I’m one of the least political people out there – hence why I’ve never written about politics here, until now. Due to my other interests – movies, TV shows, video games and other trivial pursuits – I have limited attention space for anything else.
Earlier this month, Vice President Joe Biden hosted a discussion among various representatives to discuss gun control issues. Among these meetings was a discussion of the influence violent media, particularly video games, has on children which included representatives from both family groups and the video game industry. The tragedy in Newtown, CT has brought this discussion to the forefront because among his mental conditions and prevalence of unlocked guns in his house he also played video games some of which were first-person shooters.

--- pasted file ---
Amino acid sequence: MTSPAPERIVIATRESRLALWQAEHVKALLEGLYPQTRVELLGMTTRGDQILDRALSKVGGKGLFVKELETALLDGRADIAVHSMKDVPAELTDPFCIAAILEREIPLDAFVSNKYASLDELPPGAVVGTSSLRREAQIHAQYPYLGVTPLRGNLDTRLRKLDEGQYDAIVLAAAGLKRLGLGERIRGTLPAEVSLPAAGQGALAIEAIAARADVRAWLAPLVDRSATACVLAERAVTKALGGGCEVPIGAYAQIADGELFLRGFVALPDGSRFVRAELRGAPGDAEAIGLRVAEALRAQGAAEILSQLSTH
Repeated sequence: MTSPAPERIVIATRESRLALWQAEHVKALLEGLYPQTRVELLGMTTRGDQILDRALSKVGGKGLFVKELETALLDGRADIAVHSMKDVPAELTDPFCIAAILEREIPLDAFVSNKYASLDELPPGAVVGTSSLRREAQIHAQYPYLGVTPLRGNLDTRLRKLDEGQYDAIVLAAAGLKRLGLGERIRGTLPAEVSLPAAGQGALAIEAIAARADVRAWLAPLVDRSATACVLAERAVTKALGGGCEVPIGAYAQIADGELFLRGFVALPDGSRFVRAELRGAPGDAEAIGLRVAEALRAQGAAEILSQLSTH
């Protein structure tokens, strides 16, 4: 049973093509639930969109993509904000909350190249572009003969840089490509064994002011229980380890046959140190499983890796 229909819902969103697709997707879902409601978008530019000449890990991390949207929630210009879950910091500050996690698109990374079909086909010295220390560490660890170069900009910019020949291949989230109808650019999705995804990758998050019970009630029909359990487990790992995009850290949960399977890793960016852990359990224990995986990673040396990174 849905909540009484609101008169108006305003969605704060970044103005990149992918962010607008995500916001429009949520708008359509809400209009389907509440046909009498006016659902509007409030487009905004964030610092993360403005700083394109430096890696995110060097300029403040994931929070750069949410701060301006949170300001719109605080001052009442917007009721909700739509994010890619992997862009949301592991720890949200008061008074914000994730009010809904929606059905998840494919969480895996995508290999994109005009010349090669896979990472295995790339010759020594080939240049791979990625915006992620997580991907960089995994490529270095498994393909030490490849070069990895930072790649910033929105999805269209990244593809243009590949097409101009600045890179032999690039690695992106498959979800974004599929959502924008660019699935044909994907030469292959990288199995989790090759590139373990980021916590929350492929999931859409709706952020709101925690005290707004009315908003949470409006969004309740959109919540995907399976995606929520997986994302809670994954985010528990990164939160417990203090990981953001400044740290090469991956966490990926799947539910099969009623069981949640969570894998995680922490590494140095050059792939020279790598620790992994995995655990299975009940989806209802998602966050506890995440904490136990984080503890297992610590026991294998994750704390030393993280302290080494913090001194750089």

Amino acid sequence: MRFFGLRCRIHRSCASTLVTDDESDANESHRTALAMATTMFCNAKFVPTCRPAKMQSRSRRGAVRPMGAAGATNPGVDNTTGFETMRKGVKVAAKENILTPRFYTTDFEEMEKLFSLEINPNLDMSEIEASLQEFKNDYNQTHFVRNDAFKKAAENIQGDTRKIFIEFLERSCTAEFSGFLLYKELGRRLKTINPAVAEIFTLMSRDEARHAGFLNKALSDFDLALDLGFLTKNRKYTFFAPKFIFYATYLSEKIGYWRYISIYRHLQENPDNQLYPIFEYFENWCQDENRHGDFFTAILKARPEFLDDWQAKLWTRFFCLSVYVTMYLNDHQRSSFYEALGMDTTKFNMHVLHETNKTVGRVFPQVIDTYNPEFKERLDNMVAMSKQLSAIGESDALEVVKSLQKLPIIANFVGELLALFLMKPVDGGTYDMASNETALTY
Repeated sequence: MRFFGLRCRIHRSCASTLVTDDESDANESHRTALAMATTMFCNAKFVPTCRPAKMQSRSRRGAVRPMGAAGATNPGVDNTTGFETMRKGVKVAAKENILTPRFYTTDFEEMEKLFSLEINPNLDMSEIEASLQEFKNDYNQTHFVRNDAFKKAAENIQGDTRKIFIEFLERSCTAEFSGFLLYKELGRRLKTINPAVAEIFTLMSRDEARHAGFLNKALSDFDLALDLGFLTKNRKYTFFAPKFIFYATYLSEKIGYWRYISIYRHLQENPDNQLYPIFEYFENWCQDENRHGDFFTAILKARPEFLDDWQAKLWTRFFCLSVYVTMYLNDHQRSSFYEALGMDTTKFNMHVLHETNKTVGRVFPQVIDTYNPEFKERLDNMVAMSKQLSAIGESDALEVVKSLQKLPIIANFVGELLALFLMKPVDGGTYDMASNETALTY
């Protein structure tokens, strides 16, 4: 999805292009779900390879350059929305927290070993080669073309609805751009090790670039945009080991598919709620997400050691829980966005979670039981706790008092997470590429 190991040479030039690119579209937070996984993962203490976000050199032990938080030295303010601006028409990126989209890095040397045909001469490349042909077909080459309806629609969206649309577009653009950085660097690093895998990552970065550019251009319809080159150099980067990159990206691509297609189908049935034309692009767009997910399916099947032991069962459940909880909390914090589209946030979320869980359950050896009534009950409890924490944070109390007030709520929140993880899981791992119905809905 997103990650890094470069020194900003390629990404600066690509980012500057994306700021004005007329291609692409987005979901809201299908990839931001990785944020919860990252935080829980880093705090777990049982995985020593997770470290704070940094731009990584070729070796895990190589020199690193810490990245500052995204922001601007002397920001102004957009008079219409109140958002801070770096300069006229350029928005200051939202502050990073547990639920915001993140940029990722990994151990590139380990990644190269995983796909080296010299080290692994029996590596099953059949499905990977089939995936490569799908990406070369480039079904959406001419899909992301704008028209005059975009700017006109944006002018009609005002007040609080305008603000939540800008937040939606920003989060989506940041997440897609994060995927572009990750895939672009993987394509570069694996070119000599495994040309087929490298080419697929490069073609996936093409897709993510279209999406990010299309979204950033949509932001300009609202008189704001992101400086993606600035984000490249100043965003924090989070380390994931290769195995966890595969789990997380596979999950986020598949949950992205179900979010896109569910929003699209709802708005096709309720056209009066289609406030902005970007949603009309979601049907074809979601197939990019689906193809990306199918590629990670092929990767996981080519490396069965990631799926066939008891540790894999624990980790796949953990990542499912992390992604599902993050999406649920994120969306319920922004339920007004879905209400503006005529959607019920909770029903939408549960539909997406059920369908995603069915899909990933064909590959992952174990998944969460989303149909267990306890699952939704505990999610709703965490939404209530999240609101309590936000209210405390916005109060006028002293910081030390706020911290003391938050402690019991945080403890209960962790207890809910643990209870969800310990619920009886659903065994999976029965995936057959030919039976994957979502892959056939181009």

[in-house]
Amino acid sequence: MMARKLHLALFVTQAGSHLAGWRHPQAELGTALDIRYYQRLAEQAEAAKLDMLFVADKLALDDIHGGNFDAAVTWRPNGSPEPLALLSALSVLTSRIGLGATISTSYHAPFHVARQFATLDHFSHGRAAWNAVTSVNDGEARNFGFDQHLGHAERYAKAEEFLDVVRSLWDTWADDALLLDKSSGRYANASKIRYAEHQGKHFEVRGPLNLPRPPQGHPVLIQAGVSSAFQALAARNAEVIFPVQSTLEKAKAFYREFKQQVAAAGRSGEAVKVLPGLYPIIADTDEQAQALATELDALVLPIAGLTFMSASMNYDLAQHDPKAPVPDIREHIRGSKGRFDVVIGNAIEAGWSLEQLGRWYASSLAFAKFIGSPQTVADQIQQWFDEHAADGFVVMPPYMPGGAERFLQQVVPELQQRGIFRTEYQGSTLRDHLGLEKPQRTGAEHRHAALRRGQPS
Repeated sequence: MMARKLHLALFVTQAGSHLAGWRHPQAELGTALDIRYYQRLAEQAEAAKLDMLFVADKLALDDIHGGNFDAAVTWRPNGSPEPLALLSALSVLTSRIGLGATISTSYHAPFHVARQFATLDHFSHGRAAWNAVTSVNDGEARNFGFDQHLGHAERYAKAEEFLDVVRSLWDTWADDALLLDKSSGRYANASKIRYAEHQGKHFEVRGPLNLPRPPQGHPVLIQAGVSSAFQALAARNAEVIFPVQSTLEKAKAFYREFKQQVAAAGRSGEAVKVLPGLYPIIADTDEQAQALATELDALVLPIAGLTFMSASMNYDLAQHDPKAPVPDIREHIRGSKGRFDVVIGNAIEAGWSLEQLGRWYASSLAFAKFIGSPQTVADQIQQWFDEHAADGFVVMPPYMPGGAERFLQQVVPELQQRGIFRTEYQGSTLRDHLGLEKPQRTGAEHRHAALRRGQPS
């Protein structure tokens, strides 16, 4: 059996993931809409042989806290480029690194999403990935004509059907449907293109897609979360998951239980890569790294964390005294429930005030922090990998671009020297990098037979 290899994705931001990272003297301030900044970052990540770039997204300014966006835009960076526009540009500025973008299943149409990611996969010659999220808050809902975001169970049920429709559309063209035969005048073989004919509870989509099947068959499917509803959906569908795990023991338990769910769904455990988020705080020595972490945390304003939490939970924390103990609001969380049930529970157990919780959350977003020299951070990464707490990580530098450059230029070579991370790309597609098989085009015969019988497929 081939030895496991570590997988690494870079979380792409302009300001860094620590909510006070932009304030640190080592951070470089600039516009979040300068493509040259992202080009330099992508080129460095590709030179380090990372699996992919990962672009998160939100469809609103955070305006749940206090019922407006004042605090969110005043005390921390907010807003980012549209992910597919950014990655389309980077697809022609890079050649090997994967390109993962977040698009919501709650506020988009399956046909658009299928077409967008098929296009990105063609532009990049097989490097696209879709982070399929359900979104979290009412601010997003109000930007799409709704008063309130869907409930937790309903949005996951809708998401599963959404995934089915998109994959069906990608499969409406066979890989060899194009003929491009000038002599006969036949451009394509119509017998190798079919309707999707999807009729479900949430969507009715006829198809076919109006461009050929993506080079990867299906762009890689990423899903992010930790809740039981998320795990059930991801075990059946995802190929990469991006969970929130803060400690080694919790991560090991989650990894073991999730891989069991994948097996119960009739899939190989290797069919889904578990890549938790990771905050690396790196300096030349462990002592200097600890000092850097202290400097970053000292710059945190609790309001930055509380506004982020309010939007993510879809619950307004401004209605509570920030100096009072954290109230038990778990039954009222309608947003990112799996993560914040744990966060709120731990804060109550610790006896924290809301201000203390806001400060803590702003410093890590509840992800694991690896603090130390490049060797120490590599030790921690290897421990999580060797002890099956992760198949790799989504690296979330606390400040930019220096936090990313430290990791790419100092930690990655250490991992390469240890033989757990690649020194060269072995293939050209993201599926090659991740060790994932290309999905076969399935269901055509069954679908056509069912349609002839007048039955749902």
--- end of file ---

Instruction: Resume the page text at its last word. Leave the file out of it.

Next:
Politicians have a not so long but very sordid history with the video game industry and the way it experiments with violence. Some of this relationship has positive results like the ESRB ratings system but recent discussions could mark changes for the industry and hinder its growth to maturity as games incorporate mature content without making it the whole point of the game. However it took a long way to get there and older games with mature content but less maturity are burned in many minds.
In 1994, the video game industry formed the Electronic Software Ratings Board (ESRB) as a response to political investigations on violence in video games after games like Mortal Kombat rose in popularity and controversy. Without a self-regulating system like this or the more commonly known Motion Pictures Association of America (MPAA) ratings system, the government would likely be censoring games setting a dangerous precedent for their control over media. It should be noted that many other countries’ government have the ability to ban video games. This often results in game publishers releasing censored versions at a later date.